Emma Sophia Rudman (now Watson)

Emma Sophia Rudman (now Watson) Born: 21 July 1821, Salem, South Africa
Parents: Benjamin Jonathan Rudman and Juliana Rudman (nee Slater)
Siblings: (Emma Sophia Rudman, 21 July 1821, Salem, South Africa)
                Matthew Henry Rudman, 18 August 1823, Salem, South Africa
                Thomas John Rudman, 12 March 1826, Salem, South Africa (Christened 21 January 1830, Salem)
                Charles Benjamin Rudman, Christened 21 January 1830, Salem
                George Edward Rudman, 4 June 1832, Salem, South Africa (Christened 31 December 1832), Died 15 May 1885, Blouwkoppen, Bluegumvale
                Alexander Alfred Rudman, 1835, Grahamstown, South Africa, Died 8 June 1902
                Joseph Benson Rudman, 13 June 1837, Salem, South Africa, Died 22 September 1927
                Sarah Elizabeth Rudman, 5 June 1839, Salem, South Africa
                James William Rudman, 1843, Died 2 July 1885, Grahamstown
                Johnathan Caleb Rudman, 24 April 1846, Uitenhage, South Africa, Died 4 March 1887, Eben Vlot, Uitenhage district
Married: William Watson, 8 January 1849, St Katherine's, Uitenhage
Children: John William Watson, 1849
                  Mary Ann Watson (now Webster), 14 January 1853, Somerset East
                  Joseph Benjamin Watson, 20 February 1856
                  Julia Ann Watson, 10 September 1858
                  Isabella Emily Graham Watson, 1860 (died 30 April 1866)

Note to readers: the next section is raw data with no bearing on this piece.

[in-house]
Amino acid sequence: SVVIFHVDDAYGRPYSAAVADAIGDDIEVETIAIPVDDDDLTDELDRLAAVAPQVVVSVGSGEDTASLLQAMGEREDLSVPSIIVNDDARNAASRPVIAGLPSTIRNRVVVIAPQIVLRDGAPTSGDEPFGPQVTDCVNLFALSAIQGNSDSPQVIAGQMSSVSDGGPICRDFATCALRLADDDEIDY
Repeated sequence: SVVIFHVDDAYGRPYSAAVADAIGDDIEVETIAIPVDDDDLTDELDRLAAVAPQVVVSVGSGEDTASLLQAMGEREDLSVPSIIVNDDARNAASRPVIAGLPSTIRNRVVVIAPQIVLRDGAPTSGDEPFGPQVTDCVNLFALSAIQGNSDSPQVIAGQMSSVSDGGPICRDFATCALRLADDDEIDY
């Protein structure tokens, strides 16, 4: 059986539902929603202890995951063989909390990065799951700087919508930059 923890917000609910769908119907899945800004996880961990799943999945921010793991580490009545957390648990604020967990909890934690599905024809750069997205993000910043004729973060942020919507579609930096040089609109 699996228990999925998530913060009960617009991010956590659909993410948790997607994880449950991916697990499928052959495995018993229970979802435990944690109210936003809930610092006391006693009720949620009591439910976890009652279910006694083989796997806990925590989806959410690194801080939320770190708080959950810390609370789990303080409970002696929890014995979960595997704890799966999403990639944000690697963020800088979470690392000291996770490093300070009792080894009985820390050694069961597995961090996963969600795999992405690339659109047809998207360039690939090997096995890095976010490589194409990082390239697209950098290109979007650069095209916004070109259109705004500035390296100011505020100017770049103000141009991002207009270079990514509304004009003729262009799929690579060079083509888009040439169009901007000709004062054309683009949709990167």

Elizabeth Eleanor (Lizzy) Watson (now Gowar), 20 November 1864
Died: 23 January 1909, 'Bracefield', Somerset East district, South Africa
Buried: Russell Park, Somerset East district, South Africa

The first years for the 1820 Settlers were very difficult. In 1822, the authorities were forced to help many almost destitute people; a husband and wife with a small child were given 38 lbs of rice per month.

Emma Sophia is described as a perfect farmer's wife in a book by Dennis Watson entitled 'History, legends, and myths of the Bracefield area' (page 97a).
"Emma Sophia, with a baby on her back, went to the fountain to draw water. While she was there she collected firewood, in doing so she found a sheep freshly dead. She was seen heading for home with a bundle of firewood on her head, a dead sheep over her shoulder, a baby on her back and a pail of water in each hand!"

She was also said to have a slow manner of speech, common in those from the west counties of England, such as Wiltshire where her father was born. She apparently passed this on to her descendants.

Copyright © 2009-2021, Rodney Jones, rtjones@global.co.za, Johannesburg, South Africa (Last updated on 4 January 2021)